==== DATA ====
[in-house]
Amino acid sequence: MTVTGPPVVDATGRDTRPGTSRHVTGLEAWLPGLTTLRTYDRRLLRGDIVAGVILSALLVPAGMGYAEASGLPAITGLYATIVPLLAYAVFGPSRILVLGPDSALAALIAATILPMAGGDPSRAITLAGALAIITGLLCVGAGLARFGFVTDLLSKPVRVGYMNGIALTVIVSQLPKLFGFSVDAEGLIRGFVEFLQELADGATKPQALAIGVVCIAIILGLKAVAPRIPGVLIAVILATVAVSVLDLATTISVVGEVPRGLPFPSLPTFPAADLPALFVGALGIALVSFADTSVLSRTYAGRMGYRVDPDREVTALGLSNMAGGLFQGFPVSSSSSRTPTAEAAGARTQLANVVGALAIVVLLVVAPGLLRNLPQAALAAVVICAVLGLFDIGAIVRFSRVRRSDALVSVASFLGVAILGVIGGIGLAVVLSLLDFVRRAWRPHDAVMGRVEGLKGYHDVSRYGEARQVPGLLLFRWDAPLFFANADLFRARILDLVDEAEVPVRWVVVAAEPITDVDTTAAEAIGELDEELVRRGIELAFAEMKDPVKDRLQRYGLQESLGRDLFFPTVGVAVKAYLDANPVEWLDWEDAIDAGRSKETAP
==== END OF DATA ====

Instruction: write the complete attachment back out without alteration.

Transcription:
[in-house]
Amino acid sequence: MTVTGPPVVDATGRDTRPGTSRHVTGLEAWLPGLTTLRTYDRRLLRGDIVAGVILSALLVPAGMGYAEASGLPAITGLYATIVPLLAYAVFGPSRILVLGPDSALAALIAATILPMAGGDPSRAITLAGALAIITGLLCVGAGLARFGFVTDLLSKPVRVGYMNGIALTVIVSQLPKLFGFSVDAEGLIRGFVEFLQELADGATKPQALAIGVVCIAIILGLKAVAPRIPGVLIAVILATVAVSVLDLATTISVVGEVPRGLPFPSLPTFPAADLPALFVGALGIALVSFADTSVLSRTYAGRMGYRVDPDREVTALGLSNMAGGLFQGFPVSSSSSRTPTAEAAGARTQLANVVGALAIVVLLVVAPGLLRNLPQAALAAVVICAVLGLFDIGAIVRFSRVRRSDALVSVASFLGVAILGVIGGIGLAVVLSLLDFVRRAWRPHDAVMGRVEGLKGYHDVSRYGEARQVPGLLLFRWDAPLFFANADLFRARILDLVDEAEVPVRWVVVAAEPITDVDTTAAEAIGELDEELVRRGIELAFAEMKDPVKDRLQRYGLQESLGRDLFFPTVGVAVKAYLDANPVEWLDWEDAIDAGRSKETAP